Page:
Renowned presidential historian comes to La Jolla


At a time when much of our national attention is focused on who will be the next American president, La Jolla will get a visit from a man who is an expert on the people who have already held the job.

Robert Dallek, the highly regarded historian who has written numerous acclaimed books on past presidents including Franklin D. Roosevelt, Lyndon B. Johnson, John F. Kennedy and Ronald Reagan, will be on the campus of the Bishop’s School from Dec. 3 to 7 as the school’s first scholar-in-residence. On Dec. 6 at 7 p.m., Dallek will give a free public lecture at the Museum of Contemporary Art’s Sherwood Auditorium, titled “An Historical Look at the Contemporary Presidency.”

Dallek, who received his Ph.D. from Columbia University and has taught at UCLA, Oxford and Boston University, said his lecture would broadly cover the history of the American presidency in the 20th century.

“It’s essentially a look at the question of how presidents succeed and fail,” Dallek said. “The greats were men with vision like Wilson and FDR, pragmatists who built consensus. They were charismatic men like Reagan, who created a kind of rapport with the public and enjoyed their trust and affection.”

He will also discuss presidents who could be considered failures in the historical context, as well as some that fall somewhere in between.

“There’s pleny of evidence that Hoover couldn’t connect with the public,” Dallek said. “He was not pragmatic at all. His vision was crumbled in the Depression, he lost his hold on the public and was a rather rigid personality. Lyndon Johnson was a combination of the two - he was highly pragmatic and had vision, but was also seen as untrustworthy and someone who took us into a war that was seen as a failure.”

Though Dallek notes that presidential legacies can change drastically over time and often don’t crystallize for several decades, he sees the current president as fitting in the lower end of the historical spectrum.

“I think (George W. Bush) will be remembered as a highly unsuccessful president,” he said. “He had a large vision about spreading democracy, but it’s got to be more than a vision - it’s got to be a realizable vision. And what percentage of the public really believes that he’s going to spread democracy across the Middle East? He’s promised all sorts of things that he hasn’t fulfilled or achieved, and there’s a tremendous amount of divisiveness in the country. He’s flirting with the lows (in approval ratings) of people like Nixon and Johnson and Truman. I think he’ll be remembered as one of the bottom-feeders.”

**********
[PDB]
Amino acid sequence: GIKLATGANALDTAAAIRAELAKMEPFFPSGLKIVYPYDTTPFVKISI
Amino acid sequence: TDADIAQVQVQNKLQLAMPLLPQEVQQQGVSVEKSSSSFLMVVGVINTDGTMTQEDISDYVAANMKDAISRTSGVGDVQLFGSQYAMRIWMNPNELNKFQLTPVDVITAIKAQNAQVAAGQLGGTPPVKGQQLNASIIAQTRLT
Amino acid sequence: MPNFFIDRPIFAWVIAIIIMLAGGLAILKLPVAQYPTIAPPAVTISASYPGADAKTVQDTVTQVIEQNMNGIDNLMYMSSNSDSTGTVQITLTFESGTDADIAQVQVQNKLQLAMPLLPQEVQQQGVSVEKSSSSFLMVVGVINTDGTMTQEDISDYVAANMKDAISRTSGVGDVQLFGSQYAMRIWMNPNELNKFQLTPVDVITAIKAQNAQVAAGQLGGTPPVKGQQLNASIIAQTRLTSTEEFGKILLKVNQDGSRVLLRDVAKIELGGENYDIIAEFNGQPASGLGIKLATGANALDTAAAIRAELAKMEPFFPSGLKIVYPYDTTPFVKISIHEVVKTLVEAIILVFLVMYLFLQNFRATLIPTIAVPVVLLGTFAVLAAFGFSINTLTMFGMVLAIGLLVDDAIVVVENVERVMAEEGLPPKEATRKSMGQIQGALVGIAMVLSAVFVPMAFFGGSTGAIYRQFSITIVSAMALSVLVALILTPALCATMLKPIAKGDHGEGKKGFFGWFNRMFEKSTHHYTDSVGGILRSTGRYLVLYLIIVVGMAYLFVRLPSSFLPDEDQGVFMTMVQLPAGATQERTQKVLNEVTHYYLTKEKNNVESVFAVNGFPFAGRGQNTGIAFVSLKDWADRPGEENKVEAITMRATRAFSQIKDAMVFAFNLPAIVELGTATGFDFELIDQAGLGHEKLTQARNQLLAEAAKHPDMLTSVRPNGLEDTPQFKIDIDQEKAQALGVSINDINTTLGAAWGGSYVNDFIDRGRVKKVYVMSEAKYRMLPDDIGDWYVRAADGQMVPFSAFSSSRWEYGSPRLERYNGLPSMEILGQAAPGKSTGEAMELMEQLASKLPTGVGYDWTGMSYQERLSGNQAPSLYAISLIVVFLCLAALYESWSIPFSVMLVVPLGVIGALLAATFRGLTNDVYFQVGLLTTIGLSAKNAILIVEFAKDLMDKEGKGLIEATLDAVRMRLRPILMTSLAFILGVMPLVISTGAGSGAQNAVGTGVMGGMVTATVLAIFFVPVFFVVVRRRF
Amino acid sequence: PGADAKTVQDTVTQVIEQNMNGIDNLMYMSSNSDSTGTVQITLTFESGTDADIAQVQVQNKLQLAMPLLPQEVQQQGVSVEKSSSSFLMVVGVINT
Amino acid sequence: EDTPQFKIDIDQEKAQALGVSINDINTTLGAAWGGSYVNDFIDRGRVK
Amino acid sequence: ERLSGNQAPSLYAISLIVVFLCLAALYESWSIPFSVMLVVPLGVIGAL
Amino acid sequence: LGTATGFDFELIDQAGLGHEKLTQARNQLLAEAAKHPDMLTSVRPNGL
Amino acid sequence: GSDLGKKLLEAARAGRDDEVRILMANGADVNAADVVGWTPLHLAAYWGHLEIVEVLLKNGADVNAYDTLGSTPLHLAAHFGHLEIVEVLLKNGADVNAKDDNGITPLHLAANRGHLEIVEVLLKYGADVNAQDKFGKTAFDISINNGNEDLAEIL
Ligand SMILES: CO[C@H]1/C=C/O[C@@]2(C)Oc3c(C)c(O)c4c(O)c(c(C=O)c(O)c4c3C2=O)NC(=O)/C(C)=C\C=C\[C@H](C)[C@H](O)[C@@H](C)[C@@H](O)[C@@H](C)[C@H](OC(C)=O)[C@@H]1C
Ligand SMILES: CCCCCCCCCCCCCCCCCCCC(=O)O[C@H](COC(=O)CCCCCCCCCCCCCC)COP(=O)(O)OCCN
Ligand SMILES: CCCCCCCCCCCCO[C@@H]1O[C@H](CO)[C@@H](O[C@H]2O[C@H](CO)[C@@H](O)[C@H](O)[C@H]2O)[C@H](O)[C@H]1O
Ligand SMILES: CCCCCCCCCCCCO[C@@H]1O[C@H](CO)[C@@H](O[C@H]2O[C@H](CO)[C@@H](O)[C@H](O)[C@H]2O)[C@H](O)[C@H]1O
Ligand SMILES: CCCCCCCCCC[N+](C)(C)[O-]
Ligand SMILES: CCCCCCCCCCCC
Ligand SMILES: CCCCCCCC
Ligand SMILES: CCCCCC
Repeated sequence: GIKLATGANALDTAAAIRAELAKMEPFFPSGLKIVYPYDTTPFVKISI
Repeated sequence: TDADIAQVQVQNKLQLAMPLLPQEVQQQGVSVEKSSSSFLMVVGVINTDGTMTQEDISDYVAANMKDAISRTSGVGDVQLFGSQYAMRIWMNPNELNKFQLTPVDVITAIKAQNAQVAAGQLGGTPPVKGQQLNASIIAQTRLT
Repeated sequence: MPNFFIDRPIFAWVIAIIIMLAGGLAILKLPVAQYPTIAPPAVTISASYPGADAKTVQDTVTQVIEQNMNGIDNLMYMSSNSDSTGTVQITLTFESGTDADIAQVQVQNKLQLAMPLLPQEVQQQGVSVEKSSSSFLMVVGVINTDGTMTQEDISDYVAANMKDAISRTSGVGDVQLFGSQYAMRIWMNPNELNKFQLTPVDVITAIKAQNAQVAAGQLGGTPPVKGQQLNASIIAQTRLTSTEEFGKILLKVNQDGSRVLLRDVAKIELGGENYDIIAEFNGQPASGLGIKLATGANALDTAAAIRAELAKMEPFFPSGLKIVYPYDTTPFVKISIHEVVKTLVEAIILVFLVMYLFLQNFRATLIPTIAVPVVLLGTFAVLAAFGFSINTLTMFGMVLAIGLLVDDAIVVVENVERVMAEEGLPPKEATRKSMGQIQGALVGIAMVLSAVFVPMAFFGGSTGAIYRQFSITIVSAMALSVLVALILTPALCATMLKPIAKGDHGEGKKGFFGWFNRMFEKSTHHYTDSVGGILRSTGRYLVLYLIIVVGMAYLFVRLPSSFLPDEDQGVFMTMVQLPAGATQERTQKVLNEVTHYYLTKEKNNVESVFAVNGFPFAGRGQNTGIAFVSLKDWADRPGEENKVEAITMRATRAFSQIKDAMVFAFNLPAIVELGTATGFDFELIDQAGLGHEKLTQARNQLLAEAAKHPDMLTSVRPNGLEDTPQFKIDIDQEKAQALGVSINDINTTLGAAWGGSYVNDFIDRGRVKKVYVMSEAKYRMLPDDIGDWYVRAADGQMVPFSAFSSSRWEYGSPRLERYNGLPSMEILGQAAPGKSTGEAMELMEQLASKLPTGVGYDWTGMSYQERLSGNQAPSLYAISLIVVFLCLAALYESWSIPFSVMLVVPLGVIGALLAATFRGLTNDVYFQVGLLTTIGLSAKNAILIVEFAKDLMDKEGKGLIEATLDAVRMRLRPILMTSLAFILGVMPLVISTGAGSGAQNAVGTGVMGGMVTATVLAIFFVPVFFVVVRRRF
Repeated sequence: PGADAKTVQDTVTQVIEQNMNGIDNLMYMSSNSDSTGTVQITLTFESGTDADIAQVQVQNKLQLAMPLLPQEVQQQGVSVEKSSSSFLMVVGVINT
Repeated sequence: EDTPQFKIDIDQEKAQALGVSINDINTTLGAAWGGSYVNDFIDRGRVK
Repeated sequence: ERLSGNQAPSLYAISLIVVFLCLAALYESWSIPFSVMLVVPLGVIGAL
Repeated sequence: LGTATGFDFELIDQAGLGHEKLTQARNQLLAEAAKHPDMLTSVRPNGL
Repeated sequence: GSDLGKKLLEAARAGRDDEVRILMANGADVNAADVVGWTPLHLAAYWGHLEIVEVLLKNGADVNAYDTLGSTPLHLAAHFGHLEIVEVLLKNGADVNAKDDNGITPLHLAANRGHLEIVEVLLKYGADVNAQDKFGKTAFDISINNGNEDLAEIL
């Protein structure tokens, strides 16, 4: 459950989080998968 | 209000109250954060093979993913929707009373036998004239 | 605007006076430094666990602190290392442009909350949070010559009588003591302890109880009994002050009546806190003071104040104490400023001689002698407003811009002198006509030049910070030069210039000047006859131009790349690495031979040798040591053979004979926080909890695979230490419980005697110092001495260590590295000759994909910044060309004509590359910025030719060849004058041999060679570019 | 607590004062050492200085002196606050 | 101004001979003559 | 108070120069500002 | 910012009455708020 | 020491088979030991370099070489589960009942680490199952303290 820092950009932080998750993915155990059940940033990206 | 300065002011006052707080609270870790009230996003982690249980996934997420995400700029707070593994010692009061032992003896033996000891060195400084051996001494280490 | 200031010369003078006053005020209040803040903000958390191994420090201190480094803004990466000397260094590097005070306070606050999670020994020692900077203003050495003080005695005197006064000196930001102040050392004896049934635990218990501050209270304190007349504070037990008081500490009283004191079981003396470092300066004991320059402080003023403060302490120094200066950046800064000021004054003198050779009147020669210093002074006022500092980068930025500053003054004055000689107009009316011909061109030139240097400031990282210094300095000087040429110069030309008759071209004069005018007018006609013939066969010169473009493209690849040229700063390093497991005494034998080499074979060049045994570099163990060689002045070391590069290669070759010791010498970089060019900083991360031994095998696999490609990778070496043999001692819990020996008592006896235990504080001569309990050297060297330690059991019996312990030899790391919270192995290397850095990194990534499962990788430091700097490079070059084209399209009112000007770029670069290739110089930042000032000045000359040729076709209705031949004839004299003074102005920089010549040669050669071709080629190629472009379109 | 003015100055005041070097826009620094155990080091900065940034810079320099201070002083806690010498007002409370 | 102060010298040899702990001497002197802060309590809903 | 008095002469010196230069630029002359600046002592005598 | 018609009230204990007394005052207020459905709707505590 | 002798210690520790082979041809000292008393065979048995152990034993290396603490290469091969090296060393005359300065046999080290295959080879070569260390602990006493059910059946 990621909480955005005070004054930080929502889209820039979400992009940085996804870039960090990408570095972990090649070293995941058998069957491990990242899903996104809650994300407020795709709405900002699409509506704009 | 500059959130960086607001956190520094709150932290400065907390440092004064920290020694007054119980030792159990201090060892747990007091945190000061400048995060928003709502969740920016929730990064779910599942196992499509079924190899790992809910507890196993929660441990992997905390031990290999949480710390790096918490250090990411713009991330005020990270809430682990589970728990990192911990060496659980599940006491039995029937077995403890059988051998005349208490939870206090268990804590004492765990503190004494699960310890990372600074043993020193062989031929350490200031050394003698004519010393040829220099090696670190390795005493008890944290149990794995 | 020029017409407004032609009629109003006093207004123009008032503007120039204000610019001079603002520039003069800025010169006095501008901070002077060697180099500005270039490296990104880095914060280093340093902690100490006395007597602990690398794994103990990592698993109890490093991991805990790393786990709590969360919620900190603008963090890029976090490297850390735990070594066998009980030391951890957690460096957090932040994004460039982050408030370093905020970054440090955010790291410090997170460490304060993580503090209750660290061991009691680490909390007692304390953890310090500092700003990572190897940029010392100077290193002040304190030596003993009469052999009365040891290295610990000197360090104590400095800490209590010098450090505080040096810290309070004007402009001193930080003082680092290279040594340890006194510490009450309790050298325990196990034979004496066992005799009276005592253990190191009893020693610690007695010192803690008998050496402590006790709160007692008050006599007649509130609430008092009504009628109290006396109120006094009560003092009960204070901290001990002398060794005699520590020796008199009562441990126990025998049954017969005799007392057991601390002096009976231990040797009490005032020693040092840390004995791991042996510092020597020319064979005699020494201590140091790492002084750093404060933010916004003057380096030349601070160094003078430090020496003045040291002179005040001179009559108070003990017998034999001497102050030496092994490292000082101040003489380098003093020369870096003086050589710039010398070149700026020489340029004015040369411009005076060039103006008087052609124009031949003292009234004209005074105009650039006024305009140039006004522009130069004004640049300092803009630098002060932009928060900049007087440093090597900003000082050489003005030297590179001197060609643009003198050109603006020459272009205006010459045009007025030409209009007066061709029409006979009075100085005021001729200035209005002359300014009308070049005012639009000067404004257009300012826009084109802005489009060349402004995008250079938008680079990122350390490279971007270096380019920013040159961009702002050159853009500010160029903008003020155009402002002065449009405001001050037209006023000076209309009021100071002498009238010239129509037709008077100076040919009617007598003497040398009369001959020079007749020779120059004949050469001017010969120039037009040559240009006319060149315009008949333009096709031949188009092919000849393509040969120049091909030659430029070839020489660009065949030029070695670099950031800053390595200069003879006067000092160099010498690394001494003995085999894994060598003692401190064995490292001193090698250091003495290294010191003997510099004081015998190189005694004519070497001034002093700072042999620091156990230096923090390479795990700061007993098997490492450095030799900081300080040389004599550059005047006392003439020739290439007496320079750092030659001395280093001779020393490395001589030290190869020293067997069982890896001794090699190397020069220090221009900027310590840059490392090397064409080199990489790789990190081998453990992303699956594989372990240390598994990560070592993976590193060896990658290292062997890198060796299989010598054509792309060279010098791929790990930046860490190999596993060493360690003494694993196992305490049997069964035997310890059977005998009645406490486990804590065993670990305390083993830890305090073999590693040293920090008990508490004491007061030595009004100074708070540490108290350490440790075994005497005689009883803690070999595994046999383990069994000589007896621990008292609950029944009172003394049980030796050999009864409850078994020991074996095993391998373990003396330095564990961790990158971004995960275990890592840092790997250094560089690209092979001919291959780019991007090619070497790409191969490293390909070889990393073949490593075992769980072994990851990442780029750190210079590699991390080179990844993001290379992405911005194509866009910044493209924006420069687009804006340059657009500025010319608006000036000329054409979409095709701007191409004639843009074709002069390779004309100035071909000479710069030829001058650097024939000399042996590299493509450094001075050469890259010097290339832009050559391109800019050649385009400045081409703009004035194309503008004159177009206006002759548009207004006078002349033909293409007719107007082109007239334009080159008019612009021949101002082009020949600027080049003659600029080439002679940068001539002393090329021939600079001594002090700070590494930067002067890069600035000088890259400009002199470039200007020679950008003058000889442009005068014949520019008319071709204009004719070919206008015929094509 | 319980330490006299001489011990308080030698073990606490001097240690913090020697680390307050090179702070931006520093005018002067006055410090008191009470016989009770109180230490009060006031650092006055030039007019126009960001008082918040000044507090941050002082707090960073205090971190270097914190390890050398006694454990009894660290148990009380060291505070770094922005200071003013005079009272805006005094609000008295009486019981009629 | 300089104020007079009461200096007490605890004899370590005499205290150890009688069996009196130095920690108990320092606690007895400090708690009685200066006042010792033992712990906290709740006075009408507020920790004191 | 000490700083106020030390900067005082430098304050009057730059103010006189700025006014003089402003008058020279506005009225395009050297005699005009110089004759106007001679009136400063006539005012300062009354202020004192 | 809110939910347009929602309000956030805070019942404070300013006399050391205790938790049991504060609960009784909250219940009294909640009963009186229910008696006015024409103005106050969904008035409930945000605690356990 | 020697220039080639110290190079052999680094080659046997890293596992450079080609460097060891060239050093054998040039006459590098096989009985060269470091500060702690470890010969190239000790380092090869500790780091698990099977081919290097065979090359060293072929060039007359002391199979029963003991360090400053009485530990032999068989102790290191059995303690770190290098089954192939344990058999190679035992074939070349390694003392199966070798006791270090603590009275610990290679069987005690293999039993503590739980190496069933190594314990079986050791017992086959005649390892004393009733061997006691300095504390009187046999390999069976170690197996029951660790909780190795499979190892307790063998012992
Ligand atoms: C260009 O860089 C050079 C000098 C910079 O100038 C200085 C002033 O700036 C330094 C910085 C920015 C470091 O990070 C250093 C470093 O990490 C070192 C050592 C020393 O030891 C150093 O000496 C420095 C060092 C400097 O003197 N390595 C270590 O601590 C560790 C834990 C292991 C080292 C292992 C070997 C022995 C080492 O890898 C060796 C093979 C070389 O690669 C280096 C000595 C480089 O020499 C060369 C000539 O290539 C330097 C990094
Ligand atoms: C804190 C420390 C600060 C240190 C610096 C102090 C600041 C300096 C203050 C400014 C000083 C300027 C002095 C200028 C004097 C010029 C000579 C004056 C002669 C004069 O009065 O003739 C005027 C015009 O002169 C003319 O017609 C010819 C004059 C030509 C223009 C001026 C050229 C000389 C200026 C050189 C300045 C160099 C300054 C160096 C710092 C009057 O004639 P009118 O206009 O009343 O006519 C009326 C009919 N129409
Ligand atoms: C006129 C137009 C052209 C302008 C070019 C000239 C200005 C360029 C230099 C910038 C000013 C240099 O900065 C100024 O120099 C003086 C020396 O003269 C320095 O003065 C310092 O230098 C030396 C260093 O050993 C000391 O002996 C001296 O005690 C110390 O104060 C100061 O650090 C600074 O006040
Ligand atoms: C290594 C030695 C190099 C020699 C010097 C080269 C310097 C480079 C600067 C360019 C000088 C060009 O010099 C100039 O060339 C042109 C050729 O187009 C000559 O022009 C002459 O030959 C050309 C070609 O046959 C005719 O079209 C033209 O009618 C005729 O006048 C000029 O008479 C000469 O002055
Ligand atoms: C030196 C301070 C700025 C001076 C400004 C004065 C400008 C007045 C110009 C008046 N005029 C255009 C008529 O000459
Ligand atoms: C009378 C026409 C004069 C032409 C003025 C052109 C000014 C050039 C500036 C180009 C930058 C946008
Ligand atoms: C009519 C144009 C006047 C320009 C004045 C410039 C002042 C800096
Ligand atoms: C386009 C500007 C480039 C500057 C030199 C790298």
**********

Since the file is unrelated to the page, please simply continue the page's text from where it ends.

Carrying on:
Truman suffered historically low approval ratings toward the end of his term, but was somewhat vindicated in the subsequent decades. Bush can only hope for a similar turn of fortunes, Dallek said.

“(Truman) had 32 percent approval because of (the Korean War), the threat of communism, but now he’s seen as one of the near-great presidents,” he said. “What worked for him was 40, 50 years after he left office, we won the Cold War. And he was the one who put in place the containment doctrine. We look back now and he was absolutely right, this was the right thing to do, not to go to war but to contain the Soviet Union and hope it would collapse in on itself.

“Bush can hope that one day we’ll say he was very smart to have fought the Iraq War. It’s still a little too soon to say, but I think that’s going to be dead wrong.”

In the actions of Richard Nixon and his top adviser Henry Kissinger, the subjects of his latest book, Dallek sees parallels to the current administration.

“Nixon and Kissinger pressed forward (in Vietnam) with the same idea, that their actions would produce a representative government that could stand up on its own,” Dallek said. “That proved to be utterly false, and my guess is that we’re looking at a very similar scenario.”

But we’ll likely have to wait many, many years for a Dallek-penned book on the current administration. Most of his books were written at least 30 years after the administration in question ended, as it takes time for official records and documents to be opened to the public. Even then, Dallek cautions that the whole truth is probably never known, noting that more than 900 hours of tapes of Nixon remain sealed, as do tapes of Johnson and Kennedy.

“There’s a saying - history is argument without end,” Dallek said. “We’re forever rewriting these histories. We might look at someone one way, but as context changes it makes a significant difference. The work that endures and has a certain staying power in some part is a consequence of the artistry the writer brings to it.”

To reserve tickets for Dallek’s lecture, call (858) 459-4021 ext 790 or visit